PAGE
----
Here is the third defense against preference avoidance actions, the so-called security interest defense. Defenses To Preference Avoidance Actions, Part III: The Security Interest Defense Suppose you wish to buy a new car that costs $30,000, but you don’t have $30,000. Your solution is to borrow money for the purchase. The lender wants some assurance… Continue Reading
This is the second post devoted to defenses against preference avoidance actions. It covers the so-called ordinary course of business defense. Defenses To Preference Avoidance Actions, Part II: The Ordinary Course Of Business Defense Suppose a corporate debtor in Chapter 11 has a lease on the building in which it conducts its business. Suppose the… Continue Reading
Defenses against a preference avoidance action.
The trustee can undo preferential transfers, so the debtor loses the imagined benefit from making the payment.
I’m back. I have been busy writing a book on Chapter 13 bankruptcy — I was asked to do so by a publisher. I should have it completed in a few months, so watch for it. In any event, I am ready to start posting again. Some time ago I posted on preferential transfers (a.k.a…. Continue Reading
Are tax-deferred retirement accounts that are not ERISA-qualified in jeopardy in a Chapter 7 bankruptcy?
I recently had an email exchange with a fellow bankruptcy attorney who was a little confused about something called the § 1111(b) election in a Chapter 11 bankruptcy. Her confusion was easy to understand because there are some interesting wrinkles in the statutory language that are worth exploring. Before we get into the somewhat arcane… Continue Reading
This is a simple question to pose, but the answer is a bit more complicated to give. Part of the complication lies in the fact that in bankruptcy social security has two identities: it is income, and it is an asset. The rest of the complication arises because there is more than one chapter of… Continue Reading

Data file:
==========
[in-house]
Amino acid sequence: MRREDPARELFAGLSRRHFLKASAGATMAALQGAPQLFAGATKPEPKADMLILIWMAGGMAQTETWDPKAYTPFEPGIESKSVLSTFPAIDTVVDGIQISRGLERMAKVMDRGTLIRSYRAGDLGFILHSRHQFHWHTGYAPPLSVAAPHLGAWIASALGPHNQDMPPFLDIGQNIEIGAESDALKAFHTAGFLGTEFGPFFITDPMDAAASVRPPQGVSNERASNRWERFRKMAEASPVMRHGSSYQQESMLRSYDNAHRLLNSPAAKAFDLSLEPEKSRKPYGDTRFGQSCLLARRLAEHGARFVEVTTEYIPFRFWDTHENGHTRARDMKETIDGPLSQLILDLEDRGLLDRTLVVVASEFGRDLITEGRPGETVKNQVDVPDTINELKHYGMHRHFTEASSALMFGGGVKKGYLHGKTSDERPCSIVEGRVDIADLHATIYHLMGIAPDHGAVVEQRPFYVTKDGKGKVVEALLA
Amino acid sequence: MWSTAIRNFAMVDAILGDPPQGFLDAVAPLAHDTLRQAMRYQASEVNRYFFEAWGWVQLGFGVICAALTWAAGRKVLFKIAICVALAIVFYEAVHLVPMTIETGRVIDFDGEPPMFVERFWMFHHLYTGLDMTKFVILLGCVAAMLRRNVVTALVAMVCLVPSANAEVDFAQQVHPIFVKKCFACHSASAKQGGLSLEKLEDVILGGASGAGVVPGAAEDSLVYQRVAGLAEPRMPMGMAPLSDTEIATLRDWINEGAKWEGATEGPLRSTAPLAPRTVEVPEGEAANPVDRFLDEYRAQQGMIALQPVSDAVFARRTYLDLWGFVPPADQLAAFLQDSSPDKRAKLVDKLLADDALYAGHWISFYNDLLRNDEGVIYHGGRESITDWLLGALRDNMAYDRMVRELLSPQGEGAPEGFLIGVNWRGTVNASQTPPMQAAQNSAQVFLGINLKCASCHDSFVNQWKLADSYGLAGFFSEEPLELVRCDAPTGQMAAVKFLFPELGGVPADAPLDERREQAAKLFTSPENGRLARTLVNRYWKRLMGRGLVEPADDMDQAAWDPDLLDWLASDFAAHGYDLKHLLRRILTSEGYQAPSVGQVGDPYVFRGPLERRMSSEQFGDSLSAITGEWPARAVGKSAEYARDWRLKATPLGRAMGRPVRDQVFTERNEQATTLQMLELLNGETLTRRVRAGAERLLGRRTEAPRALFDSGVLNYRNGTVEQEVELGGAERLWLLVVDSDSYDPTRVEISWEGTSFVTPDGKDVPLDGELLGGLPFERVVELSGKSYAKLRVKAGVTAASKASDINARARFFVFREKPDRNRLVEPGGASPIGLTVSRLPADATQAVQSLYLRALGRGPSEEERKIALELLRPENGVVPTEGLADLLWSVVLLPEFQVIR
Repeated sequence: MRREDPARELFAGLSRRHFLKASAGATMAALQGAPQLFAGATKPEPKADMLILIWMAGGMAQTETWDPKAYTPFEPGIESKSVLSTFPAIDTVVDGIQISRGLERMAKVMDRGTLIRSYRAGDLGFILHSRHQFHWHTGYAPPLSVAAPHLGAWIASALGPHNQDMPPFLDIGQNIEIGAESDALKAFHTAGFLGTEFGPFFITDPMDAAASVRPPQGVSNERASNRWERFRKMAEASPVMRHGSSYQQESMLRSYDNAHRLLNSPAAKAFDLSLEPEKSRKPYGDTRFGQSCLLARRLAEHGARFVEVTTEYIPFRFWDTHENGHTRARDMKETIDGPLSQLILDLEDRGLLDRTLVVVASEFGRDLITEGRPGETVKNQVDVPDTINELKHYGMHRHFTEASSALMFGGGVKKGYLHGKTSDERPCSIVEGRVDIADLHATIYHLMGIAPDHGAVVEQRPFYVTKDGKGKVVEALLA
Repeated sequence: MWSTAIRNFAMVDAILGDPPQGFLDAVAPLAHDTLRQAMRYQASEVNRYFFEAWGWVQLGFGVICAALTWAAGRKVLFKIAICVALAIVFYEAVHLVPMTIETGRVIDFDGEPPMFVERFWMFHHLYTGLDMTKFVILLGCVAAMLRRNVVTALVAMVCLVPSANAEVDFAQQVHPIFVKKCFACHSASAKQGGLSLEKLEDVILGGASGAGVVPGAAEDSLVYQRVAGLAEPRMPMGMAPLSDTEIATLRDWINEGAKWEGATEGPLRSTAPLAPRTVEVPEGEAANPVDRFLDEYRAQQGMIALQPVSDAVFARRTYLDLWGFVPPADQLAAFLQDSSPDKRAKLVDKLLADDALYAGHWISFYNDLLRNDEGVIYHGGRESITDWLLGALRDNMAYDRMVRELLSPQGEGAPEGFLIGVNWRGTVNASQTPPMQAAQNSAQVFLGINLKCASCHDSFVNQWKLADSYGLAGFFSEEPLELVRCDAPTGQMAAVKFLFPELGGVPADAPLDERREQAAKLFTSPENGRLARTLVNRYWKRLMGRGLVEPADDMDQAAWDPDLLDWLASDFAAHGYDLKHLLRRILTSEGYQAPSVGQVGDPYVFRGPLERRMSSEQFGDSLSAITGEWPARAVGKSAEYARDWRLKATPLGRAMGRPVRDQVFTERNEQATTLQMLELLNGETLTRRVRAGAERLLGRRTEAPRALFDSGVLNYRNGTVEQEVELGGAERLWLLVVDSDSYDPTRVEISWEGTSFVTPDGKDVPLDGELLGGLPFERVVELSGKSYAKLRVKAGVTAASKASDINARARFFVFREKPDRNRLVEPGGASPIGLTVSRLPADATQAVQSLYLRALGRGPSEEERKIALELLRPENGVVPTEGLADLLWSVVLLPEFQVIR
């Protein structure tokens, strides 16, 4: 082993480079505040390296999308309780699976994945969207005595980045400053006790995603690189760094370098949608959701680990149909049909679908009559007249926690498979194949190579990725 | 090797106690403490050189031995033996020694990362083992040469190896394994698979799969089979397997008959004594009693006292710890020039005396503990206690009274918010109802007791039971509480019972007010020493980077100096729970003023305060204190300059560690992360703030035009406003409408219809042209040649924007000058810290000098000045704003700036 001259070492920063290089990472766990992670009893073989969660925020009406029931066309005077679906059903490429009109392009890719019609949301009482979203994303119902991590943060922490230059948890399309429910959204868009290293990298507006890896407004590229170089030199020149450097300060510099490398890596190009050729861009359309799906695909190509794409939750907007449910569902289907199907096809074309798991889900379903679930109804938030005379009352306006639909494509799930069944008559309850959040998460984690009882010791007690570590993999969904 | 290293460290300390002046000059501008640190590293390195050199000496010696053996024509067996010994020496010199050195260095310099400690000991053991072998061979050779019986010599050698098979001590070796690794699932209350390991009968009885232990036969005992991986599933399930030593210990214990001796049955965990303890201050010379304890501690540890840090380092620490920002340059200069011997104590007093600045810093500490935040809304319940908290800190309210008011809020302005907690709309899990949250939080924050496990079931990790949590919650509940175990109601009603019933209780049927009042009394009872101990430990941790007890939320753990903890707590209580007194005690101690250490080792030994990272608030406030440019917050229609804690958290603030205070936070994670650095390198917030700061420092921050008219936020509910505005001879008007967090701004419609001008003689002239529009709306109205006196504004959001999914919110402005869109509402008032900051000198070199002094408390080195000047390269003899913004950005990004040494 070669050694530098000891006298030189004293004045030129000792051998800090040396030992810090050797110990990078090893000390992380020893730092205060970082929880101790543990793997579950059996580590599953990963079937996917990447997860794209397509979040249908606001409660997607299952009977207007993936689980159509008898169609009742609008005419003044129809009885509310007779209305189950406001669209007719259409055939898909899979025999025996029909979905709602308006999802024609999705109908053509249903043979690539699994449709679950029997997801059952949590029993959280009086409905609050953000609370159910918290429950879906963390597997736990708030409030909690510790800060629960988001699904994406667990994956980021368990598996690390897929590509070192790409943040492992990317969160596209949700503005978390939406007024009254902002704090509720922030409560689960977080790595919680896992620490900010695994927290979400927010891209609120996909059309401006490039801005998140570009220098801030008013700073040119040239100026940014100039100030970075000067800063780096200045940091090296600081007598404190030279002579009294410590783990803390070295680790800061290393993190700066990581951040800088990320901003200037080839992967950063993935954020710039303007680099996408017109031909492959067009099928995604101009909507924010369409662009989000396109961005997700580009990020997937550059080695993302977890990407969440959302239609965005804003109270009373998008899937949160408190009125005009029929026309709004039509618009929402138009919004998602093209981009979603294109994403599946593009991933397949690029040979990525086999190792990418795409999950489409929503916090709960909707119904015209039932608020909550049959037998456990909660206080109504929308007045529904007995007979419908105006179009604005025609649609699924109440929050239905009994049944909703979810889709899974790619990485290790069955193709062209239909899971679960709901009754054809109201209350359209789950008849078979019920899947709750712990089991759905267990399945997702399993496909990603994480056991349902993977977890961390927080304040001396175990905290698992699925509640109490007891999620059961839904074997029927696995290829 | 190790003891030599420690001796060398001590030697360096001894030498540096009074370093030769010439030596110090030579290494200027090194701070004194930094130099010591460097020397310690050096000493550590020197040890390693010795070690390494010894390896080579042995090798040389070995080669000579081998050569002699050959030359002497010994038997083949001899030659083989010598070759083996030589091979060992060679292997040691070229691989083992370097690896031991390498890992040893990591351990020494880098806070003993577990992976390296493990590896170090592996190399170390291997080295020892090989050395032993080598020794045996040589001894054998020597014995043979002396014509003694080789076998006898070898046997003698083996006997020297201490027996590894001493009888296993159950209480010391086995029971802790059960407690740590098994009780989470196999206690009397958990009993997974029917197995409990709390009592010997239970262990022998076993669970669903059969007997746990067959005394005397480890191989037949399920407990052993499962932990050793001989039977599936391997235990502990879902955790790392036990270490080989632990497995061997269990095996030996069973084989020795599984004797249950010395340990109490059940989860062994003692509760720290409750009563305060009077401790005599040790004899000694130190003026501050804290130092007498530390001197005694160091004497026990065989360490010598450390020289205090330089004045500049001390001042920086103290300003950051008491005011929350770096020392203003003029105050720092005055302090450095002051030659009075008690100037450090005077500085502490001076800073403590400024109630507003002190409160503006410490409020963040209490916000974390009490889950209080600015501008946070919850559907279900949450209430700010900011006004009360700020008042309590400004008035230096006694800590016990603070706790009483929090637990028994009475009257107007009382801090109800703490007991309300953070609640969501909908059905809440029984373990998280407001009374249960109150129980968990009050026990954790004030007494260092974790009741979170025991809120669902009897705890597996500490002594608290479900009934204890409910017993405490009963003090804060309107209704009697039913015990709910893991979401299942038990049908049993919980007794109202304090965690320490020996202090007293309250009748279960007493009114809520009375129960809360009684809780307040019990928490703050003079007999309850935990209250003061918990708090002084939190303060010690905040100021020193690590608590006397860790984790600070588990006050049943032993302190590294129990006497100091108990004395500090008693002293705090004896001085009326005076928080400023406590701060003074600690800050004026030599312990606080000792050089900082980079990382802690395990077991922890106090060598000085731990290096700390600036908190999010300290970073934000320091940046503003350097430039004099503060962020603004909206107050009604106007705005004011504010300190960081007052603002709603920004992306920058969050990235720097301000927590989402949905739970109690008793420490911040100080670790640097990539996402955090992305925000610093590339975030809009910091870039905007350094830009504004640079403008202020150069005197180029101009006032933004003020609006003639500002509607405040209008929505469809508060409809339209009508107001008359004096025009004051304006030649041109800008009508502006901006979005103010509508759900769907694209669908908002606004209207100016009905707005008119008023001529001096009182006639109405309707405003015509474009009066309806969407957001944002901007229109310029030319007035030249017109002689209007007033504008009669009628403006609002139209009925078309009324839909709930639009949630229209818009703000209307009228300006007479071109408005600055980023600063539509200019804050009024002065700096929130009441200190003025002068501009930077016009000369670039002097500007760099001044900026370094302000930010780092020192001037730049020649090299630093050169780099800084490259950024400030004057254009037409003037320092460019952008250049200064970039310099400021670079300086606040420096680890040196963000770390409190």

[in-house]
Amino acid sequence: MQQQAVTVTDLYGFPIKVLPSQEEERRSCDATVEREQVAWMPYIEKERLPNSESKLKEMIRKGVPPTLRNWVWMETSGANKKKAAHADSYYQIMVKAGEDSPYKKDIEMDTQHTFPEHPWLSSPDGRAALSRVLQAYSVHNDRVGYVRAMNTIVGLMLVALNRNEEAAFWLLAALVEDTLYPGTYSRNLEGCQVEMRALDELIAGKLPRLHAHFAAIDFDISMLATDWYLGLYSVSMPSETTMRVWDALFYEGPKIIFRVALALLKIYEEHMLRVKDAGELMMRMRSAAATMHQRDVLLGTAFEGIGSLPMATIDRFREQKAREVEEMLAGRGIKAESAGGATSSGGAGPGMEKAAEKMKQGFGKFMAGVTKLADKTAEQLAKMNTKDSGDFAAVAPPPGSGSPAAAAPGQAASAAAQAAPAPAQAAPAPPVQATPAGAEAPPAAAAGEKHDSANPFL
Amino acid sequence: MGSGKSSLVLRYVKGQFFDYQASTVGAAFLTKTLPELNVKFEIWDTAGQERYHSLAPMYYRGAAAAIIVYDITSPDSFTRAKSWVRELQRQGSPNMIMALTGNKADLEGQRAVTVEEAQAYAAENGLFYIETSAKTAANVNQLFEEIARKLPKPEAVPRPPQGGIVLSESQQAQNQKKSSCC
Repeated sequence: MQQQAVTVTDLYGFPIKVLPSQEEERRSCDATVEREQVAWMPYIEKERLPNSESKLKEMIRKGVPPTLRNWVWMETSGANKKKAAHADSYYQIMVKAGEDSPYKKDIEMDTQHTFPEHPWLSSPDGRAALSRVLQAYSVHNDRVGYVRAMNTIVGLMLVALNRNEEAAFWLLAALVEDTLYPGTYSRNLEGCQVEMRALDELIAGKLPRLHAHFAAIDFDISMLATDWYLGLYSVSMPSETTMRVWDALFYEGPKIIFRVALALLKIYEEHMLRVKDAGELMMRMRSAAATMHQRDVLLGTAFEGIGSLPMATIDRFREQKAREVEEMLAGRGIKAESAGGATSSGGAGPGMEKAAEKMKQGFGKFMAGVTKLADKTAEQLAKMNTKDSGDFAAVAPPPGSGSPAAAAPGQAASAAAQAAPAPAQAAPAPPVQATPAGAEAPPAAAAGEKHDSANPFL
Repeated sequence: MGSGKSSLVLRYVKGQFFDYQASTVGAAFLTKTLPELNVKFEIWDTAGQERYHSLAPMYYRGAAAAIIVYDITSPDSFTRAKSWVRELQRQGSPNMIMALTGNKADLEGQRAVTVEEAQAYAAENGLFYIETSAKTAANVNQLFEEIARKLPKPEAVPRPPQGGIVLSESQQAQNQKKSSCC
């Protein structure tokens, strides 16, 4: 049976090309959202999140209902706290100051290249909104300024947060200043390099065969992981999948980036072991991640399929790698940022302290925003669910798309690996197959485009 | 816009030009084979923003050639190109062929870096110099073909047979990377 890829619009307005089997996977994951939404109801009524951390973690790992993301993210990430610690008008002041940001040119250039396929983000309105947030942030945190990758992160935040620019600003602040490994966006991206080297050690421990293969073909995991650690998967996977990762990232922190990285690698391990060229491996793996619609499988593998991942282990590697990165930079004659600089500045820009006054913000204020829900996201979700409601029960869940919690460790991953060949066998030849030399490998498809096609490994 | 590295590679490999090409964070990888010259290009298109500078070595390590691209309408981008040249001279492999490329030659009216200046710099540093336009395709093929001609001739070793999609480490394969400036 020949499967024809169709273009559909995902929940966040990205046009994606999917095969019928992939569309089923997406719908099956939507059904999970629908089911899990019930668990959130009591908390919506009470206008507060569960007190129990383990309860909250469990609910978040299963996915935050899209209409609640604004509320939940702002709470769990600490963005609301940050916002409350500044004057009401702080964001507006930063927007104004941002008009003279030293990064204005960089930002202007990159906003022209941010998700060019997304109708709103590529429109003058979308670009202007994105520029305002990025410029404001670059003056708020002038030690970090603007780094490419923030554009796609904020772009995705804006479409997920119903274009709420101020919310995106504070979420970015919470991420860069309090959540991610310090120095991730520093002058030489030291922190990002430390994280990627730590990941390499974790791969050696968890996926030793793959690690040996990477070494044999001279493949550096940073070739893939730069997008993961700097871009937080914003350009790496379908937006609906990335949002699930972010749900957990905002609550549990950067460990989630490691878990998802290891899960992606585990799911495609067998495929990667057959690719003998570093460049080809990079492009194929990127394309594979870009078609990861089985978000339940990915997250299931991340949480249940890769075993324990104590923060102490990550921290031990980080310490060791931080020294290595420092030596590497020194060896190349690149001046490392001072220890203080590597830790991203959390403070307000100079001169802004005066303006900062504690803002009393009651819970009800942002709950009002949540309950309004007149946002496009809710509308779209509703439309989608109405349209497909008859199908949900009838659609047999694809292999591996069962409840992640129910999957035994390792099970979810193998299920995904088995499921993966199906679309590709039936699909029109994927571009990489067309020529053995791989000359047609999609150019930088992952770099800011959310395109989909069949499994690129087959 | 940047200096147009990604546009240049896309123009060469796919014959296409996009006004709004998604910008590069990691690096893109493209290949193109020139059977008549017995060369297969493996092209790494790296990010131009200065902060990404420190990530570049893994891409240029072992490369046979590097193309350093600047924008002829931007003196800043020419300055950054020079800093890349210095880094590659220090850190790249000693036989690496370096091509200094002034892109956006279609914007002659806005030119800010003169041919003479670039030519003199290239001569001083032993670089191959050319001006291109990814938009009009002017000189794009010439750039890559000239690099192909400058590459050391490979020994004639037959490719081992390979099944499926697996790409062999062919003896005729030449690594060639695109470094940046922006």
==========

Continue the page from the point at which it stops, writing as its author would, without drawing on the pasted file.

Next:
On January 30, 2013 Shan Li of the L.A. Times reported: Nearly 44% of American households are one emergency away from financial ruin. That means they don’t have enough savings to cover basic living expenses for three months if something unforeseen happens such as losing a job or falling sick, according to a recent study… Continue Reading
This easy question to state has a surprisingly complicated answer. This is bad news if you were hoping for a simple yes or no, but good news if you’re a fan of more complex legal analysis. In this post, I’ll discuss retirement contributions within the Chapter 7 context. In my next post, I’ll discuss retirement contributions in a… Continue Reading
In Part 1 of my two-part series discussing the issue of filing for bankruptcy after a previous bankruptcy had been filed, I mentioned “disposable monthly income” in the context of Chapter 13 bankruptcy and told you that this post would discuss it in detail. This isn’t the first time I have promised to discuss this… Continue Reading
My previous post dealt with the first of two possible settings involving a previous bankruptcy. The first setting was when you received a discharge in the previous bankruptcy. Today’s post deals with the second situation, i.e., your previous bankruptcy was dismissed. II. Your Previous Case Was Dismissed Other than the 180-day bar of § 109(g), or… Continue Reading
The short answer to this is, yes. But as you may suspect from the fact that this post is considerably longer than one sentence, there is a good deal more to a thorough answer than that monosyllabic response. There are two possibilities regarding your previous bankruptcy: (1) you received a discharge, and (2) your case… Continue Reading